Wednesday, September 18, 2013

No such thing as sin: A Yom Kippur Ramble

Yom Kippur is one of my favorite holidays because I believe in reflection. Any holiday that demands we stop our busy lives and think about the past year - where we went right, wrong, and everywhere in between - gets an A in this teacher's book. As a teacher, I've always worked it into my curriculum. Thinking about choices, whether they are our own or those of the characters we are studying, has always been one of my top priorities. Personally, it's sometimes tough to hold myself to the same expectation because I'm always willing to put myself on the back burner, as I think most teachers are. But regardless of how insane life gets, Yom Kippur forces me to press pause and really, honestly, reflect. 

This past Yom Kippur, as I sat in Friday night services with my father, I had a lot to reflect about. I hate my body, I feel simultaneously overjoyed and horrified that I'm in between full-time teaching jobs, I'm worried about money, I'm not sure I can sit still for the entire service and I wish I were still in 7th grade so it was appropriate for me to take a 20-minute bathroom break to apply flavored lip gloss, did I turn the oven off, etc. I wondered where we go when we die, what my kitten thinks about all day, when I'd have kids. I tried sitting with perfect pilates posture, and lasted about 10 minutes. I should catch up on Grey's Anatomy, write more, eat less, run more, drink less, and in the middle of this I tune back in to hear the Rabbi say:

There is no hebrew word for sin. The closest translation in English is "missing the target." 

The Hebrew word "hatat," however, has a clear concrete meaning to go with its abstract one. In the Book of Judges we read about a band of sharpshooters, so trained and talented that every one of them can sling a stone at a hair and not miss (Judges 20:16). The word in this verse that means "miss," yehetu in Hebrew, clearly has the same root as "hatat." "Sin," in Hebrew, means something like "missing the target."--From this site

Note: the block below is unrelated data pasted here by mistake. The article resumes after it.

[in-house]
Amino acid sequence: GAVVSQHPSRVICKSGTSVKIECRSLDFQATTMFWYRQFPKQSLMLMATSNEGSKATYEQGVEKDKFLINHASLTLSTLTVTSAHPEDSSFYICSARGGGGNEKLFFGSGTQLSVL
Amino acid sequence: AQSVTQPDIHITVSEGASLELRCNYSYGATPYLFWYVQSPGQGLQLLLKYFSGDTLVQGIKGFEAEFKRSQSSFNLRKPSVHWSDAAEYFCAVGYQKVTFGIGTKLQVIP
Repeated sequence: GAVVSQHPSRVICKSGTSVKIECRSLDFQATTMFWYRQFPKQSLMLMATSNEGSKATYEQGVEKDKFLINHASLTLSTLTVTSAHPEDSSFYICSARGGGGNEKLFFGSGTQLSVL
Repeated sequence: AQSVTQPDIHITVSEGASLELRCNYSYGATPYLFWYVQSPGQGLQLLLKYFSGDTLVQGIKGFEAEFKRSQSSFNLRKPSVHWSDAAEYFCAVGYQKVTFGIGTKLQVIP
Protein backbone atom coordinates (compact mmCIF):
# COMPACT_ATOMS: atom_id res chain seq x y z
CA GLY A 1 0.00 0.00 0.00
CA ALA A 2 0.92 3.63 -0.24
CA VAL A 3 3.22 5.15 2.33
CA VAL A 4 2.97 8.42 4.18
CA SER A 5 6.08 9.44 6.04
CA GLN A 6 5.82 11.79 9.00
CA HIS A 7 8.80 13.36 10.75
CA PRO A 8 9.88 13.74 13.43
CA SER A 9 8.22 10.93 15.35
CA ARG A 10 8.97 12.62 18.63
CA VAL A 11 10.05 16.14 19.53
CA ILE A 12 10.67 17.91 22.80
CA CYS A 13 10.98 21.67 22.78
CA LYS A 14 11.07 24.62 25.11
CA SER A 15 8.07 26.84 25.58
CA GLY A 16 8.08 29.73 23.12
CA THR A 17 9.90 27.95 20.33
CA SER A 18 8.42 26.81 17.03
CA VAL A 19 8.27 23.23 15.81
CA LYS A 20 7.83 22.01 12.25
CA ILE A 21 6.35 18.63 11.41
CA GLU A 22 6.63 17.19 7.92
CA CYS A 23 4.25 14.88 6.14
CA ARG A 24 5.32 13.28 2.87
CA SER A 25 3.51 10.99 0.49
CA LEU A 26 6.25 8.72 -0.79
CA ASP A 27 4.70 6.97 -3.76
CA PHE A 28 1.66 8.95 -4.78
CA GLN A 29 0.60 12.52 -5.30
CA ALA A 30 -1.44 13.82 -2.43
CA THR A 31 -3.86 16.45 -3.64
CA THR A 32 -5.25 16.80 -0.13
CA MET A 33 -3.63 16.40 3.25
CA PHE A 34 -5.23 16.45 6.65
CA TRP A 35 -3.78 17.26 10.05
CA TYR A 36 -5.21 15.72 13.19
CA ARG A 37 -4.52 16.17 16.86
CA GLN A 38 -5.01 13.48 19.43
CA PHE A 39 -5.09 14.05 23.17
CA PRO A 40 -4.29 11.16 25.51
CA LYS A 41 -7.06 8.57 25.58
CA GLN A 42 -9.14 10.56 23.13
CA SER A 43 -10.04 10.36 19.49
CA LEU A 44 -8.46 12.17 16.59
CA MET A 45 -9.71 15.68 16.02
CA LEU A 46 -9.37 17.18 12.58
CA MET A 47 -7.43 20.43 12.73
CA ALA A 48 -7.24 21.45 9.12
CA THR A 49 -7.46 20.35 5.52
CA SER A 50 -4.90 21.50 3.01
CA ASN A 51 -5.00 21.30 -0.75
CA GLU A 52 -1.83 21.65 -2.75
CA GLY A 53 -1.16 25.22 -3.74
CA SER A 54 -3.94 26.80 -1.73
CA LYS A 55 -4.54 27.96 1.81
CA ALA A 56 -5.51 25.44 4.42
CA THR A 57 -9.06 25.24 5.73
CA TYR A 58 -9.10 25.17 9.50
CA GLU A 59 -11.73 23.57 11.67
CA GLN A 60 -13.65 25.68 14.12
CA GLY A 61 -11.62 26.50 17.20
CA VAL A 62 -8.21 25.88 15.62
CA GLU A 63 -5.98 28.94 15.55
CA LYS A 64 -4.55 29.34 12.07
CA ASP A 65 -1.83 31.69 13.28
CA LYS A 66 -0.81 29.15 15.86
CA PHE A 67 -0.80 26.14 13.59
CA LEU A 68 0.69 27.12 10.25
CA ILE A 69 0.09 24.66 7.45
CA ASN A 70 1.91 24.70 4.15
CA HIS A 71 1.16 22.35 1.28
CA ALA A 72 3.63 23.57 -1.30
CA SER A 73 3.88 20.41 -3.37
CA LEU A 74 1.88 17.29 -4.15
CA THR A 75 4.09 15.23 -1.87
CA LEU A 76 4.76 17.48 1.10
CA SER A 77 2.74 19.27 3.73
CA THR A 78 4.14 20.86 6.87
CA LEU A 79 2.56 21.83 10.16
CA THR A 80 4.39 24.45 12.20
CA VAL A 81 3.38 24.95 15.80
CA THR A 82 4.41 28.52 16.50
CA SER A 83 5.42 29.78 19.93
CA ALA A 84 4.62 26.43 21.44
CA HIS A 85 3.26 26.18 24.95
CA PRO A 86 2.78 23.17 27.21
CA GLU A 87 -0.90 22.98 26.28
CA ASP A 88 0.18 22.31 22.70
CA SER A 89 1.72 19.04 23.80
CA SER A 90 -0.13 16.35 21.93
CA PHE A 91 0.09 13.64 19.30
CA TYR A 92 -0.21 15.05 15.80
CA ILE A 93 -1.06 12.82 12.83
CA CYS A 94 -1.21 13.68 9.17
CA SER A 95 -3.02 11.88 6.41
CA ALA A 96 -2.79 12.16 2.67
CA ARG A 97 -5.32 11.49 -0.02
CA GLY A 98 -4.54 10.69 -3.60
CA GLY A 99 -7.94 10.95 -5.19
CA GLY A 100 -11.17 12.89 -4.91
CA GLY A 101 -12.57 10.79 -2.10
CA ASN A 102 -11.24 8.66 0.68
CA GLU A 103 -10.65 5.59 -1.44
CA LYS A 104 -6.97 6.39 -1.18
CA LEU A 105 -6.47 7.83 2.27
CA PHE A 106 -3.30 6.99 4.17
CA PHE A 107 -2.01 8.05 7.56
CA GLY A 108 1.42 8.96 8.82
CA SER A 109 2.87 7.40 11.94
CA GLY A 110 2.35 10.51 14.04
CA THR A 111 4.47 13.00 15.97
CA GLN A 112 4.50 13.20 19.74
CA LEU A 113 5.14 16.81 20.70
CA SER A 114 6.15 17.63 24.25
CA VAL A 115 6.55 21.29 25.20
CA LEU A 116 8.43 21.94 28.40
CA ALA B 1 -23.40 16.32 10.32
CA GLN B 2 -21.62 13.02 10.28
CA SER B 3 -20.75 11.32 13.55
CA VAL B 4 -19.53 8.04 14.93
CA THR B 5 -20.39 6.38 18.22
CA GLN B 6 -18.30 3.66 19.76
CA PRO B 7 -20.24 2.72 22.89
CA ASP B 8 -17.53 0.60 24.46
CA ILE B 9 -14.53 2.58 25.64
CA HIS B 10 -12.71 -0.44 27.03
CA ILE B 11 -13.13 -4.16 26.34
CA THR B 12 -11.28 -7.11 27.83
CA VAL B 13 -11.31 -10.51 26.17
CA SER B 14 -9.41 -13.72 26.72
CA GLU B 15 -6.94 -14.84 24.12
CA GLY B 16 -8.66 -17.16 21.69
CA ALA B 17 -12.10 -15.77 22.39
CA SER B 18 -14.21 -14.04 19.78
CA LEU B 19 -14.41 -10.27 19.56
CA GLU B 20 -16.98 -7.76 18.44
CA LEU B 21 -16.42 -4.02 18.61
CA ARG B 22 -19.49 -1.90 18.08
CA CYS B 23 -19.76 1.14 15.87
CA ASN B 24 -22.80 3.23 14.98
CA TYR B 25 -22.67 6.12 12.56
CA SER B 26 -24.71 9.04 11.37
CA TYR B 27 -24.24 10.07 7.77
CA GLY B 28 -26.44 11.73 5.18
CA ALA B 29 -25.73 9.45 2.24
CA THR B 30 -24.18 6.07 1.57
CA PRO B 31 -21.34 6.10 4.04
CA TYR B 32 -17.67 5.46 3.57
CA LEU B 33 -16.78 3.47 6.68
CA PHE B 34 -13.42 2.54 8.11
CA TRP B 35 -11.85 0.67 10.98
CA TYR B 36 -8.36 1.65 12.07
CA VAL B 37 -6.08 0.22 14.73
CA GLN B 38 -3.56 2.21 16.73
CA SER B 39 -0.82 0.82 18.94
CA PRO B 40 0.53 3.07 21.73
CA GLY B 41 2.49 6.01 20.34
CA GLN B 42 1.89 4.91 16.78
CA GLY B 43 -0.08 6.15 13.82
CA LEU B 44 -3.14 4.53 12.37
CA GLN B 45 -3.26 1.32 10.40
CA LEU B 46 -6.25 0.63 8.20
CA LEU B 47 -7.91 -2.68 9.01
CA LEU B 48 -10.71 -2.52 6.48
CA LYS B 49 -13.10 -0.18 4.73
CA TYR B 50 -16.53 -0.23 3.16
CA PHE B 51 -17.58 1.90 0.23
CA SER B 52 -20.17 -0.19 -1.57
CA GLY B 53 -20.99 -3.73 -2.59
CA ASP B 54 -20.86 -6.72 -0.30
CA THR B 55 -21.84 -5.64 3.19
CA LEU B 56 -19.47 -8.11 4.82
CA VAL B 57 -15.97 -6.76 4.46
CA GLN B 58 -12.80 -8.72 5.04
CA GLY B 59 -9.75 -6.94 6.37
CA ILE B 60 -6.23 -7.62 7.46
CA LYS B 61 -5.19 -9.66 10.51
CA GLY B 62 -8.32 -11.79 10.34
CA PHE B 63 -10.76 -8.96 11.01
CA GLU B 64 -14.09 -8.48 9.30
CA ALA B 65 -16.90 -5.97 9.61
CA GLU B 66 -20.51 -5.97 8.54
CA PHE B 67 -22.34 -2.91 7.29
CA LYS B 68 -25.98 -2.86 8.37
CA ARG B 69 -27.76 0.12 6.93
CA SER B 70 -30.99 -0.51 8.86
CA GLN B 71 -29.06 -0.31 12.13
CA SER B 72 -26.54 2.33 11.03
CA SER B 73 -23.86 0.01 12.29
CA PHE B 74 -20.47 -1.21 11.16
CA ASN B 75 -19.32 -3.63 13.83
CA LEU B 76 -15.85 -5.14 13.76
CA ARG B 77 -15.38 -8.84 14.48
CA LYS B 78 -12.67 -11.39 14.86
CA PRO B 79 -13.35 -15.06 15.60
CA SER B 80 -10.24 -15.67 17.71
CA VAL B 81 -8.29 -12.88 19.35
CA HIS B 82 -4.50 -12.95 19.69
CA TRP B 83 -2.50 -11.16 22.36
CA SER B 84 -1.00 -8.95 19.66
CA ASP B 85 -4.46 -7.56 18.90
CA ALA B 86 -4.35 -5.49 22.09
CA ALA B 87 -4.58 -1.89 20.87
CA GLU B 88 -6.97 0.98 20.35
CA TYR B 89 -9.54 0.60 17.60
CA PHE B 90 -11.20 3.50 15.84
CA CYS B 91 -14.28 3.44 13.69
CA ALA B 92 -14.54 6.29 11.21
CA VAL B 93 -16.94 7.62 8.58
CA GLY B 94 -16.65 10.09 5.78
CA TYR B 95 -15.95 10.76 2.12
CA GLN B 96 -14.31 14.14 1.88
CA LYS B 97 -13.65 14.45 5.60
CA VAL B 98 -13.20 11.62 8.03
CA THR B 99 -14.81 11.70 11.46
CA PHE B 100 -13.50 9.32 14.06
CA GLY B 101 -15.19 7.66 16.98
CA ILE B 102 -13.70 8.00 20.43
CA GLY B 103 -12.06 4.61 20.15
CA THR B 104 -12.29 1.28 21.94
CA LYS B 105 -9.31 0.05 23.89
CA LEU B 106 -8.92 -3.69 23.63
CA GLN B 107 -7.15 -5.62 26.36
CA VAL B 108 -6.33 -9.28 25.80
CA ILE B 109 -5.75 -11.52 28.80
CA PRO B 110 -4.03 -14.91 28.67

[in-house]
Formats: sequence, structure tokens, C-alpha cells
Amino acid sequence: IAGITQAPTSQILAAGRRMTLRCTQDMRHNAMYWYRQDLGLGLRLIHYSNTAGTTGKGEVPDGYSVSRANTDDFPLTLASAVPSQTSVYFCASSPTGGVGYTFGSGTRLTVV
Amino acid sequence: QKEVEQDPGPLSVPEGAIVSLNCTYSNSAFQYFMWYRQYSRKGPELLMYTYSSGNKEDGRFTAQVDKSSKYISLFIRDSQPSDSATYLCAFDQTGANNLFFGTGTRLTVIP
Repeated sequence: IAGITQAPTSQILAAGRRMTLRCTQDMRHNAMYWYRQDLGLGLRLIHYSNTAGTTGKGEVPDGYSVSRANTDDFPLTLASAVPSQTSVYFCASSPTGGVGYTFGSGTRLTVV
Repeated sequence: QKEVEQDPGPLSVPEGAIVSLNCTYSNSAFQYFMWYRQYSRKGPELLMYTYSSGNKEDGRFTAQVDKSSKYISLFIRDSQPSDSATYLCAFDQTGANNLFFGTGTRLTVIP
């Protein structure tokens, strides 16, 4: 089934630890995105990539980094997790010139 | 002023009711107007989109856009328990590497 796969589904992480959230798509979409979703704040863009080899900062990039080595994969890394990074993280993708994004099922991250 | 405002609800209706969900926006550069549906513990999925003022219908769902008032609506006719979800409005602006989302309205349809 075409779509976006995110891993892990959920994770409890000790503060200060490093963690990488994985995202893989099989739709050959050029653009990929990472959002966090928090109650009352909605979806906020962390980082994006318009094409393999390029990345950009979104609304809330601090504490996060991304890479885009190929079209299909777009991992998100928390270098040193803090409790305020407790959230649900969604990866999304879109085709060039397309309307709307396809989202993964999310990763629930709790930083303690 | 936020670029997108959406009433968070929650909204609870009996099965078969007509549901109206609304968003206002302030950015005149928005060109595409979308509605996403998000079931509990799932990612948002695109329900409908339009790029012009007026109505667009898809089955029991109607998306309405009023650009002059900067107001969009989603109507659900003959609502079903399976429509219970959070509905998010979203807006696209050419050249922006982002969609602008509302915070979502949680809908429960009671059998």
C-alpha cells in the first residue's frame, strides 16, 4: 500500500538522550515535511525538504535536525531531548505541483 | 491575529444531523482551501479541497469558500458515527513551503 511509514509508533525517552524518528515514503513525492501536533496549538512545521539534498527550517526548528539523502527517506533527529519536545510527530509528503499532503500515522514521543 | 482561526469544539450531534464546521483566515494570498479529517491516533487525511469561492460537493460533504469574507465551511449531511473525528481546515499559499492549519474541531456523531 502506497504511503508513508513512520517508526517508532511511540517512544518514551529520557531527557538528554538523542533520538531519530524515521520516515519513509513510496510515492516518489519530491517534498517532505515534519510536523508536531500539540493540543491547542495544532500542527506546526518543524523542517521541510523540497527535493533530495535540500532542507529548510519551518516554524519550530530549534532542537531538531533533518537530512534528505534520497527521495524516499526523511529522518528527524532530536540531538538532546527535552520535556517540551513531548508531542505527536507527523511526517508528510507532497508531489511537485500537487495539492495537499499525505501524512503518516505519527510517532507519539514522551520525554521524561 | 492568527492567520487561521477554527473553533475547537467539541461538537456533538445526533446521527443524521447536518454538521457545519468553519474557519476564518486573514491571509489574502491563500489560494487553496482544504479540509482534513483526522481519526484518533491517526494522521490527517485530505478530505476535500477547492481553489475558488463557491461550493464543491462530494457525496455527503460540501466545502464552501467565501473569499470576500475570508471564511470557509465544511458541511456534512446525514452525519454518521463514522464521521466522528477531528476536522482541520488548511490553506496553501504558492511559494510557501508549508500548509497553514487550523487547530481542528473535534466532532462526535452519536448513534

I just missed the target. 
I just missed the target.
I’m not a TERRIBLE PERSON who deserves punishment/needs absolution.

And that’s a lot easier to process than my usual I’M A TERRIBLE PERSON I CAN’T BELIEVE I F-ED UP YET AGAIN I’LL NEVER GET IT RIGHT I SUCK AT EVERYTHING thought spiral.

Thinking about it as missing the target means even as I was doing things I would later regret, I still had that target in mind. It also means that I was standing on the same field as the archery target that had my goals on it, even if I had terrible aim. Maybe I was running in the opposite direction with my bow and arrow. Maybe I was shooting blind. But at least I was in the same general area as the goal. At least I had it in mind. At least I was on the same field.

If sin is 100% wrong, and there is no Hebrew word for it, then nothing I did this past year was 100% wrong. That means every mistake had a purpose and every regret had a reason. Those mistakes and regrets are mine alone, and I’m not trying to avoid taking responsibility for them. But this makes them seem a lot less futile. It gives my mess-ups a purpose, even if that purpose is me realizing how crappy my aim is as I survey a field full of arrows and an empty target (have I killed the metaphor yet? Probably).

So Shana Tova. Regardless of what religion you are a part of, if you are a part of one at all, I hope you take some time to think about how things have been going for you and reflect. Remember, we all miss the target sometimes. Have a good year, and work on your aim.

In the last year (or so), which targets did you make? Which ones did you miss? 


  1. Thanks for teaching me something new today. Sometimes there is so much wisdom in Judaism -- hello, Shabbat -- it amazes me. I ended my fast by focusing on just one thing that I can do in the next year to "hit the target" and that is to really try and be in the moment as much as I can. Seemed like a fitting resolution given the nature of our holiday vs "read more", "go to bed earlier", etc. Shana tova!

    1. You too! Thanks so much for the response! I can't take credit... Rabbi J. taught me this. I admire your focus. I tend towards the "OMG LET ME FOCUS ON EVERYTHING POSSIBLE RIGHT NOW NOW NOW NOW" which doesn't end well.

  2. Loved this:
    a) because it means someone listened to something a rabbi said ;)
    b) because it's so so true
    c) because my brain works that way too (and also, what DOES your cat think about all day?)
    d) because when I can't focus on prayer during standing periods I move into a relatively innocuous tree pose

    kol hakavod, m'dear.